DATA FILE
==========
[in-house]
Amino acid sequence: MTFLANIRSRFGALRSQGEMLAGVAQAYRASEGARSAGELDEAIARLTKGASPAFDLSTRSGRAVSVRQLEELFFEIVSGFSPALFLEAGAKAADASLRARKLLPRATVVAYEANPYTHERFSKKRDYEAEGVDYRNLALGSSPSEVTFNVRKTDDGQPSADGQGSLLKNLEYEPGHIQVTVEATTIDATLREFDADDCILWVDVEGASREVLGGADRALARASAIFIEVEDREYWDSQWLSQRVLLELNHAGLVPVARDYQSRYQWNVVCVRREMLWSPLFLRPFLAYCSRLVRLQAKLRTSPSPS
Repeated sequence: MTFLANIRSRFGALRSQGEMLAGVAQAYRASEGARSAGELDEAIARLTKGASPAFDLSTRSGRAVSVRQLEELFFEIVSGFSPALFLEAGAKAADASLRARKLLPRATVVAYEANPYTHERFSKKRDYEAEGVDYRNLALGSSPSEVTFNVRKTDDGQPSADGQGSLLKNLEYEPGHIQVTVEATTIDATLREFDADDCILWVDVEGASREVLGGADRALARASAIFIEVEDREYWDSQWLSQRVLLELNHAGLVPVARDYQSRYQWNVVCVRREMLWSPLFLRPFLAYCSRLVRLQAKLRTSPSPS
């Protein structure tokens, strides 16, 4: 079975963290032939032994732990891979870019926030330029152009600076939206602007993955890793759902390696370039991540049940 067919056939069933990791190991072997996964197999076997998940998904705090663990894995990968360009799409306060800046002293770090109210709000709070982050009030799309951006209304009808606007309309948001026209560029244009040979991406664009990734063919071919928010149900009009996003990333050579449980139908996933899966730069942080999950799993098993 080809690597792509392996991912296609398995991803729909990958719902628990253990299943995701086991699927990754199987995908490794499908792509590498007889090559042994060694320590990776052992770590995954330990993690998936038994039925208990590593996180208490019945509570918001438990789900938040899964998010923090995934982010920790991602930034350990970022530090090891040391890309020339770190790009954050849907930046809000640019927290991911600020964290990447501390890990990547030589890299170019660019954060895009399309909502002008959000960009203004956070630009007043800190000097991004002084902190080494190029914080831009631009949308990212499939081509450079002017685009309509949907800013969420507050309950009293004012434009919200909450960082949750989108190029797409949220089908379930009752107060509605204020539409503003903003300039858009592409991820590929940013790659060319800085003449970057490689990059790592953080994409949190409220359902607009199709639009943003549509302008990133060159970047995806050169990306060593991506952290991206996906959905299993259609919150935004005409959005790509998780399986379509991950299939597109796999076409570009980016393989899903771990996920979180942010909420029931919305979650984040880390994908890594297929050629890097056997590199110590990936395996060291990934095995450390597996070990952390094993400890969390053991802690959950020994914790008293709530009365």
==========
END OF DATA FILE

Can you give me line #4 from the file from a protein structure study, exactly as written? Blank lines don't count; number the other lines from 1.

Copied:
């Protein structure tokens, strides 16, 4: 079975963290032939032994732990891979870019926030330029152009600076939206602007993955890793759902390696370039991540049940 067919056939069933990791190991072997996964197999076997998940998904705090663990894995990968360009799409306060800046002293770090109210709000709070982050009030799309951006209304009808606007309309948001026209560029244009040979991406664009990734063919071919928010149900009009996003990333050579449980139908996933899966730069942080999950799993098993 080809690597792509392996991912296609398995991803729909990958719902628990253990299943995701086991699927990754199987995908490794499908792509590498007889090559042994060694320590990776052992770590995954330990993690998936038994039925208990590593996180208490019945509570918001438990789900938040899964998010923090995934982010920790991602930034350990970022530090090891040391890309020339770190790009954050849907930046809000640019927290991911600020964290990447501390890990990547030589890299170019660019954060895009399309909502002008959000960009203004956070630009007043800190000097991004002084902190080494190029914080831009631009949308990212499939081509450079002017685009309509949907800013969420507050309950009293004012434009919200909450960082949750989108190029797409949220089908379930009752107060509605204020539409503003903003300039858009592409991820590929940013790659060319800085003449970057490689990059790592953080994409949190409220359902607009199709639009943003549509302008990133060159970047995806050169990306060593991506952290991206996906959905299993259609919150935004005409959005790509998780399986379509991950299939597109796999076409570009980016393989899903771990996920979180942010909420029931919305979650984040880390994908890594297929050629890097056997590199110590990936395996060291990934095995450390597996070990952390094993400890969390053991802690959950020994914790008293709530009365």